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NY M80914

March 28, 2006

MAR-2 RR:NC:N2:221 M80914


Ms. Debra J. Conner
Hellmann Worldwide Logistics, Inc.
5401 Oswego Street, Suite A
Denver, CO 80239


Dear Ms. Conner:

This is in response to your letter dated February 27, 2006, on behalf of C-Holders, requesting a ruling on the country of origin marking requirements for imported coin display cases. A sample was submitted with your letter for review.

The sample is a thin case made of clear molded plastics, measuring approximately 5 5/8 inches by 3 7/16 inches by 5/16 inch. Inside the case is a plastic insert with five holes sized to fit quarters. Some inserts are printed with a state name below each hole and an identification of the collection (e.g., 2005 Denver Set, 2005 Gold Set). After importation the case will be fitted with five coins, e.g., state quarters produced from a particular mint in a given year. The samples are not marked with the country of origin.

The marking statute, section 304, Tariff Act of 1930, as amended (19 U.S.C. 1304), provides that, unless excepted, every article of foreign origin (or its container) imported into the U.S. shall be marked in a conspicuous place as legibly, indelibly and permanently as the nature of the article (or its container) will permit, in such a manner as to indicate to the ultimate purchaser in the U.S. the English name of the country of origin of the article. Section 134.1(d), Customs Regulations (19 CFR 134.1(d)), defines "ultimate purchaser" as "generally the last person in the U.S. who will receive the article in the form in which it was imported."

As provided in section 134.41(b), Customs Regulations (19 CFR 134.41(b)), the country of origin marking is considered conspicuous if the ultimate purchaser in the U.S. is able to find the marking easily and read it without strain.

With regard to the permanency of a marking, section 134.41(a), Customs Regulations (19 CFR 134.41(a)), provides that as a general rule marking requirements are best met by marking worked into the article at the time of manufacture. For example, it is suggested that the country of origin on metal articles be die sunk, molded in, or etched. However, section 134.44, Customs Regulations (19 CFR 134.44), generally provides that any marking that is sufficiently permanent so that it will remain on the article until it reaches the ultimate purchaser unless deliberately removed is acceptable.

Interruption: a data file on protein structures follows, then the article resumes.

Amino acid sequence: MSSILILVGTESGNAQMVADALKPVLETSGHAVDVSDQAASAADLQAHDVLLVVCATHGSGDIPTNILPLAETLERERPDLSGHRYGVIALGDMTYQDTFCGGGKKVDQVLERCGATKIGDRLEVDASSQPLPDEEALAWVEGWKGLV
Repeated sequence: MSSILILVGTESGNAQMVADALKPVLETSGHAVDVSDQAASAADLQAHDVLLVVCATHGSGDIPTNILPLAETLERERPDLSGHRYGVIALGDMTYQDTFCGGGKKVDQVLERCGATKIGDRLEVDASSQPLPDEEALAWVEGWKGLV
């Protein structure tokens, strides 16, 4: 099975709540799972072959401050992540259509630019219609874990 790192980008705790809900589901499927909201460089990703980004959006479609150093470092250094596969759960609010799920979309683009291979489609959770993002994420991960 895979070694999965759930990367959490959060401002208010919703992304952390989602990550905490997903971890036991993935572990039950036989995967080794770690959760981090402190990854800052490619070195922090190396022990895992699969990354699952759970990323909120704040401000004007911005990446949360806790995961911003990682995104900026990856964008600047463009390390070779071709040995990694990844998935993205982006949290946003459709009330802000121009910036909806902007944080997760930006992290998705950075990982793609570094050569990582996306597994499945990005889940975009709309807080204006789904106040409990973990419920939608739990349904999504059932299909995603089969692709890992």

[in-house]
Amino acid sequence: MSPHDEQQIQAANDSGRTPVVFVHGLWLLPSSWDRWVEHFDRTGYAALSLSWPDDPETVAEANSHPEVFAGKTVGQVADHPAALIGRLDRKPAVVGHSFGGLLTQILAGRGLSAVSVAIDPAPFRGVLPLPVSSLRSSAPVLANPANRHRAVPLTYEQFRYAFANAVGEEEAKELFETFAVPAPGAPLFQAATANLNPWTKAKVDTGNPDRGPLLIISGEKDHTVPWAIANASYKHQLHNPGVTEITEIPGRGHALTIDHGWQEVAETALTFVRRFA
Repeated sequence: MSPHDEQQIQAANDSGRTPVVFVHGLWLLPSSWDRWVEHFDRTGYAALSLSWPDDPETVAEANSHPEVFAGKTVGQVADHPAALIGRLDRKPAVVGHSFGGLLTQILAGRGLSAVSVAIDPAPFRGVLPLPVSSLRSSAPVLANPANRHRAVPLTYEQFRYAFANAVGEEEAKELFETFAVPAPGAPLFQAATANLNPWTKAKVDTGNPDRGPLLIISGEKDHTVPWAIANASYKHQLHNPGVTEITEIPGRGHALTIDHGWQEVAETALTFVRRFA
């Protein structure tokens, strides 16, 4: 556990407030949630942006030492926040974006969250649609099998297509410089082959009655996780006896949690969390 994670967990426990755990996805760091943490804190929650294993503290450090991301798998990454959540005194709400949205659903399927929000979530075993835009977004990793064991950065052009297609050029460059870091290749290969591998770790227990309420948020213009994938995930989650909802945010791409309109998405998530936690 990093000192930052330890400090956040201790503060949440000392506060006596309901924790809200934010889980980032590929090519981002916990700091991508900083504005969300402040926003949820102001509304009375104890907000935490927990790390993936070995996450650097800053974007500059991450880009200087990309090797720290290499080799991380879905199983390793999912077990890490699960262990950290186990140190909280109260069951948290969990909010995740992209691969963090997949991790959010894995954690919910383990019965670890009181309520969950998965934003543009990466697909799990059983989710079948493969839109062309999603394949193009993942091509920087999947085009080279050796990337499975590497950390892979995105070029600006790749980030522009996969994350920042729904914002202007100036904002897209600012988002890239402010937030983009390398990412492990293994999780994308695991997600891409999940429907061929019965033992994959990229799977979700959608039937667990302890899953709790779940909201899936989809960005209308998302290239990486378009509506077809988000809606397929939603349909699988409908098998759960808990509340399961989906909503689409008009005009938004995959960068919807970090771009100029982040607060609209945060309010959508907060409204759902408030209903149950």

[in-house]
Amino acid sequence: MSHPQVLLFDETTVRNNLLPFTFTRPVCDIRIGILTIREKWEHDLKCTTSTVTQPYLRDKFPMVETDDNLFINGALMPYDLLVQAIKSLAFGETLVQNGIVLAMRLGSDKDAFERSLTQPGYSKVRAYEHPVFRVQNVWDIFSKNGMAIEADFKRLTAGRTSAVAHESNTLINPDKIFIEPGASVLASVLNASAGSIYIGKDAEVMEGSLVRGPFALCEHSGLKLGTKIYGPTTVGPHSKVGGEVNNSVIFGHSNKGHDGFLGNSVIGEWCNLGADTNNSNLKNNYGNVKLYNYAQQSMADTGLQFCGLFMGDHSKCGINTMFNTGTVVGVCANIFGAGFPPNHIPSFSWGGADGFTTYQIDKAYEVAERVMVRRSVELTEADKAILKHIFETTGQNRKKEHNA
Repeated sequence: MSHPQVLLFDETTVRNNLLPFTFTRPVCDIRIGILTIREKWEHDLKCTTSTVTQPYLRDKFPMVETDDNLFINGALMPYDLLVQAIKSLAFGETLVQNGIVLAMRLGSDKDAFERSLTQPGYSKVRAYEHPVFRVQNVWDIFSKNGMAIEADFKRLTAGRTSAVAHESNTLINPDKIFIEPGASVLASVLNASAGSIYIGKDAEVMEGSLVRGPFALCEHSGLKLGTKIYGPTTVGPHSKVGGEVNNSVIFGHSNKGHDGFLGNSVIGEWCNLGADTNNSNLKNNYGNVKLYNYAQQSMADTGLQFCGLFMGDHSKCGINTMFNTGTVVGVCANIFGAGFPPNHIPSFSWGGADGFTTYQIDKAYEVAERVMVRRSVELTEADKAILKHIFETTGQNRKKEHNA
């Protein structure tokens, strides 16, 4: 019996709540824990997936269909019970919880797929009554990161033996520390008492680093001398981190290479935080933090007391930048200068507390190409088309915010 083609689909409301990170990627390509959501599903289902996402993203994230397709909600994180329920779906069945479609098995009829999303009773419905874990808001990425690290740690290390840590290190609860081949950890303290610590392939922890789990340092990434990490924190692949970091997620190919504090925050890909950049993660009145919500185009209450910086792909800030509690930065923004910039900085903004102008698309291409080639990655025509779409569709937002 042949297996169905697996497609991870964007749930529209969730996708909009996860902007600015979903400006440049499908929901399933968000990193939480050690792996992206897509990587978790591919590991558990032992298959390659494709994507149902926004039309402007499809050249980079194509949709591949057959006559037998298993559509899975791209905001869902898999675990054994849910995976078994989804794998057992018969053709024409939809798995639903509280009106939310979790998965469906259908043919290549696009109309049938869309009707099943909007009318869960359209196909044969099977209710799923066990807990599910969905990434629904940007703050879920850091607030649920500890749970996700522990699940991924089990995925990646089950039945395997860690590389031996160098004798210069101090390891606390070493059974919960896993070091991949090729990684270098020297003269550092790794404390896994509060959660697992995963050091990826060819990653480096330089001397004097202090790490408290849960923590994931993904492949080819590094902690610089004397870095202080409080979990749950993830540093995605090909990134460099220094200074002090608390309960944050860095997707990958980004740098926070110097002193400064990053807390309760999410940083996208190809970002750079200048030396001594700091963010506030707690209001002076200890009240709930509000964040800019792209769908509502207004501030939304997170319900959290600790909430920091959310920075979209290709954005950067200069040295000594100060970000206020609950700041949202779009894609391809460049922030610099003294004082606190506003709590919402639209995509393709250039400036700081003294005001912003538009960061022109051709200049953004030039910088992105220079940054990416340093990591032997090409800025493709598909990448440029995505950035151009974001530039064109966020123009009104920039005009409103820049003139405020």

You ask if the cases can be excepted from country of origin marking requirements since they will be used to package coins for sale to consumers. In order to determine whether the cases are excepted from the country of origin marking requirements, it is first necessary to establish whether the cases are disposable or reusable containers and to ascertain the identity of the ultimate purchaser of the cases within the meaning of 19 U.S.C.1304.

Disposable containers are defined as the usual ordinary type of containers or holders which are ordinarily discarded after the contents have been consumed (e.g. cans, bottles, paper bags, etc.). See section 134.24(a), Customs Regulations (19 CFR 134.24(a)). The person or firm who fills such containers is considered to be the ultimate purchaser and the containers are excepted from individual marking pursuant to 19 U.S.C.1304 (a)(3)(D). Only the outside wrappings or packages for these containers need be marked to indicate the country of origin. See section 134.24(c), Customs Regulations (19 CFR 134.24(c)).

However, containers that are designed for or capable of reuse after the contents have been consumed or which give the whole importation its essential character must be individually marked to indicate the country of their own origin. See section 134.23, Customs Regulations (19 CFR 134.23. In determining whether particular containers are reusable or disposable, Customs has considered both the construction of the container and its function.

The display cases are not flimsy and are not of a type discarded by the consumer. They have a substantial construction and serve an important function in protecting and displaying the coins. The case retains its separate identity and function even after its combination with the coins. Accordingly, the ultimate purchaser of the coin case is the person who purchases the coin set. Thus, the coin cases are separate articles of commerce that must be individually marked with their own country of origin.

Section 134.14, Customs Regulations (19 CFR 134.14), requires that the country of origin marking of imported articles that are combined with other articles after importation but before delivery to an ultimate purchaser clearly show that the origin indicated is that of the imported article only and not that of any article with which the imported article may be combined. The marking should include, in addition to the name of the country of origin, words or symbols clearly showing that the origin indicated is that of the display case and not of the coins that may be sold or combined with it. This requirement would be satisfied by a marking such as "Case made in China."

This ruling is being issued under the provisions of Part 177 of the Customs Regulations (19 CFR Part 177).

A copy of the ruling or the control number indicated above should be provided with the entry documents filed at the time this merchandise is imported. If you have any questions regarding the ruling, contact National Import Specialist Joan Mazzola at 646-733-3023.


Robert B. Swierupski

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